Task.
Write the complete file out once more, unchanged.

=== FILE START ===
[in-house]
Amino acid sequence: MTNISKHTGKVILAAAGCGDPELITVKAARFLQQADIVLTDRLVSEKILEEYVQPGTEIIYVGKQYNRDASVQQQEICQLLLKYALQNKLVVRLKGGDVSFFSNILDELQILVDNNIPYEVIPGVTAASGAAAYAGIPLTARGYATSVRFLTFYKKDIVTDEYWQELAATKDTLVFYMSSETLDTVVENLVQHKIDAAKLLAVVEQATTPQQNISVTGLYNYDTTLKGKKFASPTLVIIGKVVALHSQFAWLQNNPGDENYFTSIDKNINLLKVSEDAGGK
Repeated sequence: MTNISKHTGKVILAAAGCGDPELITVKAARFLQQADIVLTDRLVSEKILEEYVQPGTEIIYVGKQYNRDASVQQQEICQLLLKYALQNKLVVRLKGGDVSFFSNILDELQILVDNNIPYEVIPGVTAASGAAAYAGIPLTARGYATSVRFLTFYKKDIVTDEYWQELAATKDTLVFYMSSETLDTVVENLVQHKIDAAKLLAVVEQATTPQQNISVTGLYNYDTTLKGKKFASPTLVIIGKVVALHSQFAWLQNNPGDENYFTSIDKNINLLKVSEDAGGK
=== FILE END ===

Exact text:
[in-house]
Amino acid sequence: MTNISKHTGKVILAAAGCGDPELITVKAARFLQQADIVLTDRLVSEKILEEYVQPGTEIIYVGKQYNRDASVQQQEICQLLLKYALQNKLVVRLKGGDVSFFSNILDELQILVDNNIPYEVIPGVTAASGAAAYAGIPLTARGYATSVRFLTFYKKDIVTDEYWQELAATKDTLVFYMSSETLDTVVENLVQHKIDAAKLLAVVEQATTPQQNISVTGLYNYDTTLKGKKFASPTLVIIGKVVALHSQFAWLQNNPGDENYFTSIDKNINLLKVSEDAGGK
Repeated sequence: MTNISKHTGKVILAAAGCGDPELITVKAARFLQQADIVLTDRLVSEKILEEYVQPGTEIIYVGKQYNRDASVQQQEICQLLLKYALQNKLVVRLKGGDVSFFSNILDELQILVDNNIPYEVIPGVTAASGAAAYAGIPLTARGYATSVRFLTFYKKDIVTDEYWQELAATKDTLVFYMSSETLDTVVENLVQHKIDAAKLLAVVEQATTPQQNISVTGLYNYDTTLKGKKFASPTLVIIGKVVALHSQFAWLQNNPGDENYFTSIDKNINLLKVSEDAGGK